Priced at £1,500, LG’s 47LA790 sits two rungs down the ladder from LG’s top of the range 1080p LED TV, but that doesn't mean it skimps on features, though. There's Miracast on board for mirroring smart phone screens to the TV, a strong Smart TV system, local dimming support, passive 3D support and a beefed up audio system. On paper it looks tempting, but how does it stack up against its rivals?
User interface and EPG
Pretty much all of the other big-name TV brands have changed their smart TV interfaces this year, but LG hasn't bothered. It believes its smart TV system is still good enough to cut the mustard, and to an extent it's right.
As with most of today’s smart TV systems it’s based around a homescreen that lets you access most of the TV's key features including apps, AV inputs, settings and digital media streaming. While the system isn’t as comprehensive as Samsung’s offering, it still looks attractive and is fairly easy to use. That said, there are still some annoying quirks, such as the multiple methods you can use to access apps, which only serves to make the system more confusing than it should be.
The settings menu calls up a flat menu system to give you control over picture, sound and tuning. It looks great because LG has made liberal use of graphics throughout. As it includes a colour management system, you’re given fine control over the picture settings. I also like the fact that LG has included an easy-to-follow picture wizard in the settings menu with various test images to help you tweak the TV’s picture settings properly.
Unfortunately, the company has failed to update its EPG, so when you call it up you lose all audio and video from the show you're watching. It’s disappointing that LG hasn't followed the lead of rivals like Samsung and Panasonic by adding a video window to its guide. The guide also lacks a box to give you a summary of the programme you’ve selected on the horizontal timeline. Instead you have to press the Info button on the remote every time you want to view this information, which is somewhat tedious.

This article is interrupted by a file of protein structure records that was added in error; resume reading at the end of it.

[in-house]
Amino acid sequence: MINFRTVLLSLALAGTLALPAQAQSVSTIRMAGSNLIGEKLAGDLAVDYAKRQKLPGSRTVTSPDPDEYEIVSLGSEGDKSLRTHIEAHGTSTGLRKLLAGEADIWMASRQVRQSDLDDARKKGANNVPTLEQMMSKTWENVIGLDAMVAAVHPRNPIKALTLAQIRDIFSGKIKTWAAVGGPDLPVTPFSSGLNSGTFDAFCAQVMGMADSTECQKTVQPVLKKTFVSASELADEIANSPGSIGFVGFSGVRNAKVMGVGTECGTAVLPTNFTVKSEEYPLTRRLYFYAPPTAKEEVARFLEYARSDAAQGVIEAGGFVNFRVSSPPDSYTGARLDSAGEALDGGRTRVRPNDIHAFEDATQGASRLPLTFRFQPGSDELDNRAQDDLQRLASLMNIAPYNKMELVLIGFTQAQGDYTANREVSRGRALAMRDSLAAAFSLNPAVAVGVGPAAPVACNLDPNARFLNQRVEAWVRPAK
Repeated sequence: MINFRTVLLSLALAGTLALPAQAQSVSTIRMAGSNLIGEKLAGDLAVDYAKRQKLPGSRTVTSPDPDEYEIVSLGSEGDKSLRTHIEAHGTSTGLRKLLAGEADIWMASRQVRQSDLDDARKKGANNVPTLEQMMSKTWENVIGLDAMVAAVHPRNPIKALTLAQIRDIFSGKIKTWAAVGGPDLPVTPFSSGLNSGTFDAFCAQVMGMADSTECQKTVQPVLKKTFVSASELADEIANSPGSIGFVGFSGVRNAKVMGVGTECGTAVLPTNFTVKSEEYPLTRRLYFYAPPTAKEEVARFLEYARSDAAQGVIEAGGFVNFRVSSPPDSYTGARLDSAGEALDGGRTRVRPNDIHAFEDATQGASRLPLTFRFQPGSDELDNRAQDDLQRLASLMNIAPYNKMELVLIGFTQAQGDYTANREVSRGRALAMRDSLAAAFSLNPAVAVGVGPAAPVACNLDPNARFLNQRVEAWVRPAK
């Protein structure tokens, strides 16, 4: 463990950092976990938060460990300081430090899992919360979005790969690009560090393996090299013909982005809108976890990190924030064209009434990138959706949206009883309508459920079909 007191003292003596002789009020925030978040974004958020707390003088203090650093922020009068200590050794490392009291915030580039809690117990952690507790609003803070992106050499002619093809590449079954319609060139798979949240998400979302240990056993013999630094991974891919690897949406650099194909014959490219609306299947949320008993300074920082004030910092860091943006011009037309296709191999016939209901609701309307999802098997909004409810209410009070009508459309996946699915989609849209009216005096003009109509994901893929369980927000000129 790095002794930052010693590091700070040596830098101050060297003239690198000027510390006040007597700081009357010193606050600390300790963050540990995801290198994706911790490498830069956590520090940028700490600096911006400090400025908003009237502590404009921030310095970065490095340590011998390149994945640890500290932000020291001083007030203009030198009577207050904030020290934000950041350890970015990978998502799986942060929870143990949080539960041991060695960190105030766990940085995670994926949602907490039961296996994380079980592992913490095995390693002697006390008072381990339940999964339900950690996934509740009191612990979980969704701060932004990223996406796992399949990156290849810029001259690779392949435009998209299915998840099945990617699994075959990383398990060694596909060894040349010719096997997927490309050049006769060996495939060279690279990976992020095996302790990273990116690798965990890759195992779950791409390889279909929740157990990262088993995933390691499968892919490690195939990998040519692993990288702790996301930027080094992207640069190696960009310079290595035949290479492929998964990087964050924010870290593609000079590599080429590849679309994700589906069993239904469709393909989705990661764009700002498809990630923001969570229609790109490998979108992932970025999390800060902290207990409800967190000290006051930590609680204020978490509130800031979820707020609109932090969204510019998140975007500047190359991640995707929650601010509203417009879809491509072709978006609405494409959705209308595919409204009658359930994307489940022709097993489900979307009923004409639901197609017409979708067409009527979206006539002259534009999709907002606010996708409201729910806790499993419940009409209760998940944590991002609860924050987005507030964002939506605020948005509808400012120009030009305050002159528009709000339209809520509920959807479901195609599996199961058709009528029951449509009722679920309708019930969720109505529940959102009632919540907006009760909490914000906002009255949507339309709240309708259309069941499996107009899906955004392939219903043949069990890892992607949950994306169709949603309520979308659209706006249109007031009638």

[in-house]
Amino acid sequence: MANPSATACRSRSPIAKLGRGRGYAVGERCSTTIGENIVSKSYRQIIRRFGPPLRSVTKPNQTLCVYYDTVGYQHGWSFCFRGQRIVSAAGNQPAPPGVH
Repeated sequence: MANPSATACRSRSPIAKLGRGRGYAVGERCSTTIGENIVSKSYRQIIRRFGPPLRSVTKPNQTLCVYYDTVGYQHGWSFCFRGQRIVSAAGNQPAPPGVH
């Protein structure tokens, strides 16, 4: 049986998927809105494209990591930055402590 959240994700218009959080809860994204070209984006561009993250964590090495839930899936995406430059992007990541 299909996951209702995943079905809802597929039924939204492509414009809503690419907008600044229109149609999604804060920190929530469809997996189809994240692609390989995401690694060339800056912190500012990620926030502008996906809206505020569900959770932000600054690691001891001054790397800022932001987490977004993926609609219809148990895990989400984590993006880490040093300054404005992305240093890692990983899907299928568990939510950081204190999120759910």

Digital media and Internet features
LG’s smart TV system hasn’t changed much from last year. It’s still based around the Home Dashboard, but there are now five panels across the top instead of four. A banner of further icons is also displayed at the bottom of the screen.
The first panel shows premium smart TV apps, such as iPlayer and Netflix, and the second displays content from 3D World, LG’s 3D video streaming service. After this comes the Smart World store that shows the pick of the less popular smart apps and next to it you’ll find the new Game World panel that shows some of the games from the TV’s app store. Finally, the last panel displays icons for photos and video shared to the TV from your computer or smart phone over a network.
The banner below these panels has icons for a range of other features including the AV input list, settings menu, full Internet browser and the TV guide.
LG’s system looks quite pretty and elements of the layout are clever too. The company has made the system more difficult to use than it should be, mainly because there are just too many ways of doing the same thing. For example, you can access apps not just via the Premium, Smart World and Games World menus, but also via a dedicated apps menu and the banner at the bottom of the Home Dashboard.
A single, more simple method of accessing all of your apps would have been preferable. You can edit the My Apps list to achieve something similar, but you still end up with entries in here that you never use as LG doesn’t allow you to delete certain icons from the list.
LG’s selection of apps is fairly good. Naturally it’s got BBC iPlayer on board, but you’ll also find Netflix and there’s a place holder for Lovefilm, which is due to arrive on the platform soon. You also get Napster and Deezer for music streaming, along with KnowHow and Blinkbox for on-demand movie rentals. It lags behind Samsung when it comes to catch-up TV services though, as it lacks 4oD, ITV Player and Demand5.
The TV’s on-board media player is quite good, but does have its problems. It’s got good format support as it plays MKV, DivX and Xvid movie files. The fast-forward and rewind controls don’t work when you’re streaming content across a network though, which is annoying.
As with a lot of mid- and high-end 2013 TVs, this one has Miracast on board, so you can mirror the screen from mobile devices like Android smart phones and tablets to the TV. I tried it with a smart phone and the results were mixed. There’s quite a lot of lag, so you can’t really use it for games that rely on lightning-fast responses and there was stuttering during video streaming too.
The TV has three USB ports and you can plug a hard drive into one of them and record shows from the Freeview HD or Satellite HD tuner to USB drives. As it only has a single tuner it doesn't support more advanced features, however, such as allowing you to record one show while watching another.
Design and connections
Last year LG managed to stun the world by producing TVs that had much narrower bezels than had ever been seen before. This year it hasn’t managed to showing off anything as radical.